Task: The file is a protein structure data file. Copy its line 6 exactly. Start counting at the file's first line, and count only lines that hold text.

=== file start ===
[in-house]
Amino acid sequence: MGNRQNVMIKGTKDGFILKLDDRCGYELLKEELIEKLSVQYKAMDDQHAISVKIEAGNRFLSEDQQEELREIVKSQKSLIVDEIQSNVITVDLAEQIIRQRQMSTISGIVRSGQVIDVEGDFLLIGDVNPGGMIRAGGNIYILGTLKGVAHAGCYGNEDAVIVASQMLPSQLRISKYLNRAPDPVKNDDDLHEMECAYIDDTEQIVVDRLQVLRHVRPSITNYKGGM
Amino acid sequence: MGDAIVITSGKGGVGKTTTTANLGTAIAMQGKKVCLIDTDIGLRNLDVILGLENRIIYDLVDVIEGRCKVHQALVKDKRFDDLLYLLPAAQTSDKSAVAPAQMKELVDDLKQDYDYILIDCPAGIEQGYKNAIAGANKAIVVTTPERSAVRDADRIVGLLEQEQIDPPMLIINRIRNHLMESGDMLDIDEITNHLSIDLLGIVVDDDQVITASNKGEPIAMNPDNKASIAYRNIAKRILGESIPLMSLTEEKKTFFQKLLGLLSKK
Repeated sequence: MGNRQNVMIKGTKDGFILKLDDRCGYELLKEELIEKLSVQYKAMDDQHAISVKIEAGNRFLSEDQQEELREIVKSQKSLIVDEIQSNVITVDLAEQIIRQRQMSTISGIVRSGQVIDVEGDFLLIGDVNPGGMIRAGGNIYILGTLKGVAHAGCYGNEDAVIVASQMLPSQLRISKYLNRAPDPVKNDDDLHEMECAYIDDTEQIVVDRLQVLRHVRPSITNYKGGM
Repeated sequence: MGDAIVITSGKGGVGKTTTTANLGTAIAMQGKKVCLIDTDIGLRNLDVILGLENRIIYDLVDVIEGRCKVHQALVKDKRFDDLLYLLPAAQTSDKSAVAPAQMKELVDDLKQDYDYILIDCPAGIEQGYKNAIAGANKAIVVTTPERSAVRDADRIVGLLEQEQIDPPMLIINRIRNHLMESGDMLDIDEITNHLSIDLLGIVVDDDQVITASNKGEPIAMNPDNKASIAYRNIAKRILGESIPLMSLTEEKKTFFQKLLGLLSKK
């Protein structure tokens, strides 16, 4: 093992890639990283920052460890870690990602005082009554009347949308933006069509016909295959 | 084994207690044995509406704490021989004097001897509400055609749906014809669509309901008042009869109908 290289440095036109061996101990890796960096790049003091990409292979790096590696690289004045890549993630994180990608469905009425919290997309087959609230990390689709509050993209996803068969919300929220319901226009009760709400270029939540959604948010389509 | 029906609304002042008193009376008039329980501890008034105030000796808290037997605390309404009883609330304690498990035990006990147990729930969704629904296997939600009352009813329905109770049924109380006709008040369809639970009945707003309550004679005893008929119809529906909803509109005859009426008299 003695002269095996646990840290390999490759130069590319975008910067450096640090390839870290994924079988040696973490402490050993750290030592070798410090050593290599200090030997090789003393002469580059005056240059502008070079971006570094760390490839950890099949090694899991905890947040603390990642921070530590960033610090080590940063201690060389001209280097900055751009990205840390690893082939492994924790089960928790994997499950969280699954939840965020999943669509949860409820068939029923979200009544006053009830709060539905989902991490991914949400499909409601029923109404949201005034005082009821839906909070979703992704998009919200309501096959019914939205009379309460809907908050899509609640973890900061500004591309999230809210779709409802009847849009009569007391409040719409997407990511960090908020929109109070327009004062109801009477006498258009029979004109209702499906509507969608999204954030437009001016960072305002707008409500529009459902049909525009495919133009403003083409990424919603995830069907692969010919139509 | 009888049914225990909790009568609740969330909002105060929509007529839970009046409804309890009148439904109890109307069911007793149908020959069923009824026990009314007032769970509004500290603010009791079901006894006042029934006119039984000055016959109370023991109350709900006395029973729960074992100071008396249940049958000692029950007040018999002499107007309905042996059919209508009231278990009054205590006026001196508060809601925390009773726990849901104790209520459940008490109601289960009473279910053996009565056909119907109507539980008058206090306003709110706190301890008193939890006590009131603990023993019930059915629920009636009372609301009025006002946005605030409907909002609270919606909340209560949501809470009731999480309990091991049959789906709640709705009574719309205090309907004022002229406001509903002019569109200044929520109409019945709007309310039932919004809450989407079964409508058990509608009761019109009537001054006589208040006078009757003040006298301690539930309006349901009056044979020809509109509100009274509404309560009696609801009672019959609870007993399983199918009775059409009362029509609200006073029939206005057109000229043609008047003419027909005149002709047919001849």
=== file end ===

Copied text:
């Protein structure tokens, strides 16, 4: 093992890639990283920052460890870690990602005082009554009347949308933006069509016909295959 | 084994207690044995509406704490021989004097001897509400055609749906014809669509309901008042009869109908 290289440095036109061996101990890796960096790049003091990409292979790096590696690289004045890549993630994180990608469905009425919290997309087959609230990390689709509050993209996803068969919300929220319901226009009760709400270029939540959604948010389509 | 029906609304002042008193009376008039329980501890008034105030000796808290037997605390309404009883609330304690498990035990006990147990729930969704629904296997939600009352009813329905109770049924109380006709008040369809639970009945707003309550004679005893008929119809529906909803509109005859009426008299 003695002269095996646990840290390999490759130069590319975008910067450096640090390839870290994924079988040696973490402490050993750290030592070798410090050593290599200090030997090789003393002469580059005056240059502008070079971006570094760390490839950890099949090694899991905890947040603390990642921070530590960033610090080590940063201690060389001209280097900055751009990205840390690893082939492994924790089960928790994997499950969280699954939840965020999943669509949860409820068939029923979200009544006053009830709060539905989902991490991914949400499909409601029923109404949201005034005082009821839906909070979703992704998009919200309501096959019914939205009379309460809907908050899509609640973890900061500004591309999230809210779709409802009847849009009569007391409040719409997407990511960090908020929109109070327009004062109801009477006498258009029979004109209702499906509507969608999204954030437009001016960072305002707008409500529009459902049909525009495919133009403003083409990424919603995830069907692969010919139509 | 009888049914225990909790009568609740969330909002105060929509007529839970009046409804309890009148439904109890109307069911007793149908020959069923009824026990009314007032769970509004500290603010009791079901006894006042029934006119039984000055016959109370023991109350709900006395029973729960074992100071008396249940049958000692029950007040018999002499107007309905042996059919209508009231278990009054205590006026001196508060809601925390009773726990849901104790209520459940008490109601289960009473279910053996009565056909119907109507539980008058206090306003709110706190301890008193939890006590009131603990023993019930059915629920009636009372609301009025006002946005605030409907909002609270919606909340209560949501809470009731999480309990091991049959789906709640709705009574719309205090309907004022002229406001509903002019569109200044929520109409019945709007309310039932919004809450989407079964409508058990509608009761019109009537001054006589208040006078009757003040006298301690539930309006349901009056044979020809509109509100009274509404309560009696609801009672019959609870007993399983199918009775059409009362029509609200006073029939206005057109000229043609008047003419027909005149002709047919001849």